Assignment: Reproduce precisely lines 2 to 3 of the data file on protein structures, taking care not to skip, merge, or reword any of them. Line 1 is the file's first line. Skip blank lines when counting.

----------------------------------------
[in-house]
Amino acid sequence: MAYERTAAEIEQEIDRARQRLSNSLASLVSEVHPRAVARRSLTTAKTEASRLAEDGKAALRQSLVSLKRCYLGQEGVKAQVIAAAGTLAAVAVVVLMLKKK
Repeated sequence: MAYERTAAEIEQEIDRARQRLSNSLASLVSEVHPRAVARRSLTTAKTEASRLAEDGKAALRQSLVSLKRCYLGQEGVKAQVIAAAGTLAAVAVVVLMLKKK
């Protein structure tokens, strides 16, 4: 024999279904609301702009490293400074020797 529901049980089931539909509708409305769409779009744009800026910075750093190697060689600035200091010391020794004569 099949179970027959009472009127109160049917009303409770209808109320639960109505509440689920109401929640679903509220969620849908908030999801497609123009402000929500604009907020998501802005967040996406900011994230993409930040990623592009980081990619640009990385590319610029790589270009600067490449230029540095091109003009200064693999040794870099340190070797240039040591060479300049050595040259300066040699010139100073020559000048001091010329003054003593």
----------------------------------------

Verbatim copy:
Amino acid sequence: MAYERTAAEIEQEIDRARQRLSNSLASLVSEVHPRAVARRSLTTAKTEASRLAEDGKAALRQSLVSLKRCYLGQEGVKAQVIAAAGTLAAVAVVVLMLKKK
Repeated sequence: MAYERTAAEIEQEIDRARQRLSNSLASLVSEVHPRAVARRSLTTAKTEASRLAEDGKAALRQSLVSLKRCYLGQEGVKAQVIAAAGTLAAVAVVVLMLKKK